I have often said that individuals have freedom of speech, but not freedom from the consequences of that free speech. In the employment world, that is especially true. A number of years ago, an employee from Birmingham flew to Memphis to meet with a client. When he landed, he tweeted a very negative impression of the city, basically asking why anyone would want to live/work there. By the time he arrived at the client’s office, the client terminated his company from doing any additional work. The termination was based solely on his tweet.

Now, a new story of social media stupidity has become viral. 37 year old Adam Smith was the CFO of a large company, with a $200,000 a year salary and $1,000,000 in stock options. In 2012, when Chick-Fil-A was being criticized for its stance on gay marriage, Smith drove through at a Chick-Fil-A, ordered a cup of water, and proceeded to berate the employee. Smith told the employee: “Chick-Fil-A is a hateful corporation. I don’t know how you live with yourself and work here. I don’t understand it.” He captured it all on video, and posted it on YouTube. He was subsequently terminated from his job, and has just published a book about his experience, “A Million Dollar Cup of Water”. As an aside, the book is scheduled to be released in paperback on April 21, but to date has only had 17 digital copies sold. Smith says he has been unable to land a job due to the notoriety from the YouTube video he posted. He is currently living with his wife and 4 children in an RV. He told ABC News the reason he can’t get a job is that “I think people are scared. I think people are scared that it could happen again”. Although he discloses his past to potential employers, he has not been hired. He says that “I don’t regret the stand I took, but I regret…the way I talked to her.”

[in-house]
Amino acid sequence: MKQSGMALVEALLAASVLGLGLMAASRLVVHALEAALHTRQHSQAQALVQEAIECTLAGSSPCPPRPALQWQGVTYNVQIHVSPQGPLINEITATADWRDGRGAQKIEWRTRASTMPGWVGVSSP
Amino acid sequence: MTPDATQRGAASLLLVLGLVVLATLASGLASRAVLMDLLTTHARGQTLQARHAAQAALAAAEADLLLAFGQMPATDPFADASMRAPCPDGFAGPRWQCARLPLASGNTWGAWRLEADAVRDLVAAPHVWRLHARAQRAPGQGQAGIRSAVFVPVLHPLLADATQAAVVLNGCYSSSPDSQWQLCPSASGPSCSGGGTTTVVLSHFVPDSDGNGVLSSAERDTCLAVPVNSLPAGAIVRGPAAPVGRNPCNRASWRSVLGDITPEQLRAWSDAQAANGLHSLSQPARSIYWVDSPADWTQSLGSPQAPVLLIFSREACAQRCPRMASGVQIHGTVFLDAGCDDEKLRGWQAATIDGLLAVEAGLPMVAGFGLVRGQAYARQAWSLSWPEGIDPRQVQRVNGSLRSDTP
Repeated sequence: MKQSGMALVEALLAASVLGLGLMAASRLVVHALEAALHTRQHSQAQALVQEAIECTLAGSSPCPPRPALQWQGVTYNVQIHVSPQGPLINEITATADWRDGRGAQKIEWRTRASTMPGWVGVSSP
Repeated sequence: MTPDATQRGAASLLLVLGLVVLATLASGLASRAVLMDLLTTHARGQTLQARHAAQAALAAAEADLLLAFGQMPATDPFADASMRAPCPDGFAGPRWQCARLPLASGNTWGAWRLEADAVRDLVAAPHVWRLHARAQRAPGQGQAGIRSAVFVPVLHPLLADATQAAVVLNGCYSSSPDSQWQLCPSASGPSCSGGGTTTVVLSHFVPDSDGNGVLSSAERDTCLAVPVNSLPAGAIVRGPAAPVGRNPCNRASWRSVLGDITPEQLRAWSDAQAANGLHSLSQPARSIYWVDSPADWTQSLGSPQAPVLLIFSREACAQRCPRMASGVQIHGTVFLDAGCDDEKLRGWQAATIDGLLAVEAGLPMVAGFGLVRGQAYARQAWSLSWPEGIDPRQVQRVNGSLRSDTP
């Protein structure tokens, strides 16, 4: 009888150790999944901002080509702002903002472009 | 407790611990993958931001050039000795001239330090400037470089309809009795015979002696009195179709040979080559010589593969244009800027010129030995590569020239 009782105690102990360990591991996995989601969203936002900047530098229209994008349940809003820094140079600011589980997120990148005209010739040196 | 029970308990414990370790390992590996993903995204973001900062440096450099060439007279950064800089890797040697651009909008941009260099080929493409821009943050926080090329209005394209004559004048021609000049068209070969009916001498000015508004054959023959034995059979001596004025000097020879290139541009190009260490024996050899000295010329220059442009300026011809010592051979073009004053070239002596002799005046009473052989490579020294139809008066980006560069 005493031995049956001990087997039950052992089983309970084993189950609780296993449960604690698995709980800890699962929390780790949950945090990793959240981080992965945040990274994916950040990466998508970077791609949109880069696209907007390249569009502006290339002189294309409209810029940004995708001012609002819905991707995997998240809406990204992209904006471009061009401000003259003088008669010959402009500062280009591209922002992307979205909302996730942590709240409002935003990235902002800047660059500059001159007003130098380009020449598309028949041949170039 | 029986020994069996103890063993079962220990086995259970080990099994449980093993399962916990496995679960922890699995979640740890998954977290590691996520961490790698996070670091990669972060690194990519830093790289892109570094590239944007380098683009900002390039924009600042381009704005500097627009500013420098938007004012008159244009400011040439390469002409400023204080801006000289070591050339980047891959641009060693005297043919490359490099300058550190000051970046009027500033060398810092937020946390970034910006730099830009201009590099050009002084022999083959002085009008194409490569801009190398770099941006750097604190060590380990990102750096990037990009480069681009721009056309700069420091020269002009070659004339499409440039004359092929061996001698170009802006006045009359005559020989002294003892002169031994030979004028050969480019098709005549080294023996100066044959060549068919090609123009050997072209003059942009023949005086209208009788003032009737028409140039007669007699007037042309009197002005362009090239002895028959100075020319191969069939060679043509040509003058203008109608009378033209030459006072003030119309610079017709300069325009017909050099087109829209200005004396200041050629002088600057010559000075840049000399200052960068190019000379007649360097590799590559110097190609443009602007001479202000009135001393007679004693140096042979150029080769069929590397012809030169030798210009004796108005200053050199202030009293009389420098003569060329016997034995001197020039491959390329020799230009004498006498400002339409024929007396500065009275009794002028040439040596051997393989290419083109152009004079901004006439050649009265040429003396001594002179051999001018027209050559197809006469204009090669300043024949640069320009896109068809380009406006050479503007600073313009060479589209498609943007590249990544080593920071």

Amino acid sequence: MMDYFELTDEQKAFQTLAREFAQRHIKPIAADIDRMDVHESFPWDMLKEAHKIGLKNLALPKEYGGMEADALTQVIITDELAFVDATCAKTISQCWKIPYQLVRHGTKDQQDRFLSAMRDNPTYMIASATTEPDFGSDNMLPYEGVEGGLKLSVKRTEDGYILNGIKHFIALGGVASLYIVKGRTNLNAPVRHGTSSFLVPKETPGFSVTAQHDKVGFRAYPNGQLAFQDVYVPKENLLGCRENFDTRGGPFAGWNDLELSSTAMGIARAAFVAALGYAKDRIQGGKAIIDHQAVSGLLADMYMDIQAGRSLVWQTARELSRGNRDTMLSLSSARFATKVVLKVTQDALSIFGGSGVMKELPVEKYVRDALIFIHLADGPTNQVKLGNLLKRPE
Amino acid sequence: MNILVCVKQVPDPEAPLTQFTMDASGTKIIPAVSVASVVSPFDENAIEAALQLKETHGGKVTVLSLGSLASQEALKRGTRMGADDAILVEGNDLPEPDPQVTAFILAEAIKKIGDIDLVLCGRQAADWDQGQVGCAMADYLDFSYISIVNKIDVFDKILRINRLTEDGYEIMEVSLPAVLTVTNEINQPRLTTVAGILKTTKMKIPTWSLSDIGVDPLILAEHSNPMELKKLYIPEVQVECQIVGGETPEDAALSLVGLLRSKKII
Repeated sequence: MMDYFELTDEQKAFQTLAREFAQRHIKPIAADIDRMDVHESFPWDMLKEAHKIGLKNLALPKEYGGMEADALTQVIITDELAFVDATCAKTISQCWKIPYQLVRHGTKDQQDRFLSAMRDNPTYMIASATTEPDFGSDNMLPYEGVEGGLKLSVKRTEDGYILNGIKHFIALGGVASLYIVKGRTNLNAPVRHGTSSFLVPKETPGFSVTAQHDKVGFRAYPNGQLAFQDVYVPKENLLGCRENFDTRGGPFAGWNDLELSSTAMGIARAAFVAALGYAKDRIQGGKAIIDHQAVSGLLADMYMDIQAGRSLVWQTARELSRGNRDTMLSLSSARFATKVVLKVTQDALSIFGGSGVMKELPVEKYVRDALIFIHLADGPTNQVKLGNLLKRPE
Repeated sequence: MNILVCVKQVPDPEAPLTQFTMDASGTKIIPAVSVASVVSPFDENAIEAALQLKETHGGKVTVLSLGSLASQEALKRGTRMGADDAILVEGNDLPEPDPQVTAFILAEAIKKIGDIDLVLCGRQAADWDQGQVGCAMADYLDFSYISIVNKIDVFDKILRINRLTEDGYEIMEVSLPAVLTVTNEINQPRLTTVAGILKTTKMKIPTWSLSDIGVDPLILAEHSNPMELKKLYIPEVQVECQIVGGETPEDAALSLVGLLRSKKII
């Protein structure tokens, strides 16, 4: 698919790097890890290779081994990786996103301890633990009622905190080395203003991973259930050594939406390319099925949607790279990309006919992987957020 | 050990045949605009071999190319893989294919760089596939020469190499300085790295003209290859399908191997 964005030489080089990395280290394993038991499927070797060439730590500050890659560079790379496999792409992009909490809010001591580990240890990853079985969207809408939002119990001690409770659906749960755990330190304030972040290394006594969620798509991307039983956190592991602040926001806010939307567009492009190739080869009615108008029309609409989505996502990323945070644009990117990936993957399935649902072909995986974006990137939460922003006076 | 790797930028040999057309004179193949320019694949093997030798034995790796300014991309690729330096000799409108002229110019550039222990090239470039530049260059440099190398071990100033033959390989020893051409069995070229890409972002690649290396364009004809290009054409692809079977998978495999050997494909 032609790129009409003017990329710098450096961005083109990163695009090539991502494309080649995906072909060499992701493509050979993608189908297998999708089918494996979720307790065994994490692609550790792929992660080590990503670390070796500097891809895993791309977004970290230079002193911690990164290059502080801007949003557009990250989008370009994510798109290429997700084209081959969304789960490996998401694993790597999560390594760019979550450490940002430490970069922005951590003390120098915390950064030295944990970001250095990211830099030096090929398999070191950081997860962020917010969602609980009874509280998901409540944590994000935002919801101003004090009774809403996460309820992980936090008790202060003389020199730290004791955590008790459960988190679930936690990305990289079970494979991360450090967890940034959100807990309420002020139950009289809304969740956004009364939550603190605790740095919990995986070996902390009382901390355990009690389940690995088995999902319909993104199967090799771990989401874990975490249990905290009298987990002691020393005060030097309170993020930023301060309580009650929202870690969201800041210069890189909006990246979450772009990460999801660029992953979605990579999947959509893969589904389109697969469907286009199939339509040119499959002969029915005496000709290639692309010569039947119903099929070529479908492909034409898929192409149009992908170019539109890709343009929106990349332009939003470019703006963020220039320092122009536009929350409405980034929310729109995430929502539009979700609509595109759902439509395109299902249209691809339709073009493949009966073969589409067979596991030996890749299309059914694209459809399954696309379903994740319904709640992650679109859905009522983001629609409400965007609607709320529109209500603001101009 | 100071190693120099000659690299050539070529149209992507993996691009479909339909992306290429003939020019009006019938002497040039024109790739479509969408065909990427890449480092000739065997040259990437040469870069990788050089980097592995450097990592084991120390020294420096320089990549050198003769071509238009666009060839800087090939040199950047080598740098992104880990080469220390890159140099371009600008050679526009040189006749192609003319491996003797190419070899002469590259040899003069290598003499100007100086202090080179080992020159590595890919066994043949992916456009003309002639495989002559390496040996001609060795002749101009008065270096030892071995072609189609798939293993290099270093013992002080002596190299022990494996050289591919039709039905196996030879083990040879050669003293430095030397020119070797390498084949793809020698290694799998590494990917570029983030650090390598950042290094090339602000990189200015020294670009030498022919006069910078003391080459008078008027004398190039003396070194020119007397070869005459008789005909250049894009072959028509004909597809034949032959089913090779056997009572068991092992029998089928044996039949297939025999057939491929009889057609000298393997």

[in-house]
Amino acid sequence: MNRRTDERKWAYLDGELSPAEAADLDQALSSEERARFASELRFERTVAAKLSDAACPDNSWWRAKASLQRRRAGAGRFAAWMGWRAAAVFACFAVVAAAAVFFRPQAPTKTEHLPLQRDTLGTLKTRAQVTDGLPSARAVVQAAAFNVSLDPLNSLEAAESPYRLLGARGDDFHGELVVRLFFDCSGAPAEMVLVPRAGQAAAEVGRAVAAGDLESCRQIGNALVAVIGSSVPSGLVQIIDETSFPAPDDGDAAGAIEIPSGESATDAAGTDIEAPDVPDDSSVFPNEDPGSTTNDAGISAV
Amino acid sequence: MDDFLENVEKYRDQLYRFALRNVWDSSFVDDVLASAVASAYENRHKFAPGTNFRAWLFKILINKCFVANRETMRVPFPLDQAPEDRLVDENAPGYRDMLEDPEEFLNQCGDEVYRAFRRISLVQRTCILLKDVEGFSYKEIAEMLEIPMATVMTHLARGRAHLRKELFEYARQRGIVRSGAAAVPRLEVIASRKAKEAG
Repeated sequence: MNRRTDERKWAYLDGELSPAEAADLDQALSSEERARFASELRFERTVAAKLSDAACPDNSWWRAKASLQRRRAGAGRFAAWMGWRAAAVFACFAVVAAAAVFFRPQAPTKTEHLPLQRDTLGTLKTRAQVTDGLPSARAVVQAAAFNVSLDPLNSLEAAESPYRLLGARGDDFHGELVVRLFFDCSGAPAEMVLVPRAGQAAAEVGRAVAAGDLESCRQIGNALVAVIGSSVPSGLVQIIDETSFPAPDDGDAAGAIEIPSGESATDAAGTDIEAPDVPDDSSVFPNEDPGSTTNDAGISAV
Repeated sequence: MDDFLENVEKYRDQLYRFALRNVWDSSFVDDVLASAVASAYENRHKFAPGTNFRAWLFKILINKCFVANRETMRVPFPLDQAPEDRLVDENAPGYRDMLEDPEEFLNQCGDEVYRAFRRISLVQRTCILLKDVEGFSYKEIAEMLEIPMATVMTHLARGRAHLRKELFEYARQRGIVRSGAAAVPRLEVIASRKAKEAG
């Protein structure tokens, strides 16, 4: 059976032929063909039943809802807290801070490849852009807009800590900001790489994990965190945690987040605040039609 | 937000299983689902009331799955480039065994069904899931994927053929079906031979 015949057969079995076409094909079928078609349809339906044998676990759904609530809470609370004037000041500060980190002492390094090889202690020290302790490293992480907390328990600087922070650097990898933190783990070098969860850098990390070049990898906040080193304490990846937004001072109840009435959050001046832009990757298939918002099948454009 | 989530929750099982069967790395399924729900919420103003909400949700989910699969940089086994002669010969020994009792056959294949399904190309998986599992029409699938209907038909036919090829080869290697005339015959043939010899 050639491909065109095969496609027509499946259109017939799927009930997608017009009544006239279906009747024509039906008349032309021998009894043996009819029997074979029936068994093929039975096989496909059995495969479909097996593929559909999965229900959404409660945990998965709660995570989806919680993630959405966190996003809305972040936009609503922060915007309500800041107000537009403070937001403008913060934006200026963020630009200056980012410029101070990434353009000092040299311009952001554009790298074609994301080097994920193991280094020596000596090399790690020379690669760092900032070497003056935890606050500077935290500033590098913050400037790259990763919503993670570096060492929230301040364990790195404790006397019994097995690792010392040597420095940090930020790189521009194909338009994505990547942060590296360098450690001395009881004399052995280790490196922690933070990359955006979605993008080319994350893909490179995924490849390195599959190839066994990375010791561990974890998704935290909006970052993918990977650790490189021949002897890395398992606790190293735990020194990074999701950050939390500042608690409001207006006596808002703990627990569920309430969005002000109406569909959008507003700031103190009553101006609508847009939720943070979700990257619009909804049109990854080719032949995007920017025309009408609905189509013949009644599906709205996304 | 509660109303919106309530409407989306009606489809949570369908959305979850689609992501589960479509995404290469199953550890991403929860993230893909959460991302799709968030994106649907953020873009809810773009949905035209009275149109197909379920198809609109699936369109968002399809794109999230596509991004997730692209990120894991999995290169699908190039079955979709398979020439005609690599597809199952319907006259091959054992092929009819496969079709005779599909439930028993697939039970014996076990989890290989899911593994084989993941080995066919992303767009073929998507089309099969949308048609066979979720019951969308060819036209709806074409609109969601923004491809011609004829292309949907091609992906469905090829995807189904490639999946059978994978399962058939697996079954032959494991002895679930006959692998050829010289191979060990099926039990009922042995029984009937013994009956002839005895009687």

Practice pointers. Alabama is an employment at will state. An employee can be fired for any reason, no reason, good reason or bad reason, just not an illegal reason. With over 70% of employers conducting background searches on the internet on potential hires, improper and/or inappropriate social media posts on Facebook, YouTube, Instagram, etc. can result in an employer not hiring that person. Improper and/or inappropriate posts, or those perceived as being improper and/or inappropriate, can also lead to termination, as with Mr. Smith. I have seen numerous posts of partying, drinking, various states of undress(think spring break), improper handling of firearms (sometimes while drinking), racist and anti-religious comments, and many more posts that could result in an employer not hiring that individual, or terminating him/her if already employed. Employers need to exercise caution, however, when making these decisions. If the decision not to hire, or to terminate is based on protected activity, such as being pregnant, having an illness considered to be a disability (such as cancer), race, religion, age and/or national origin, it can lead to a lawsuit claiming discrimination.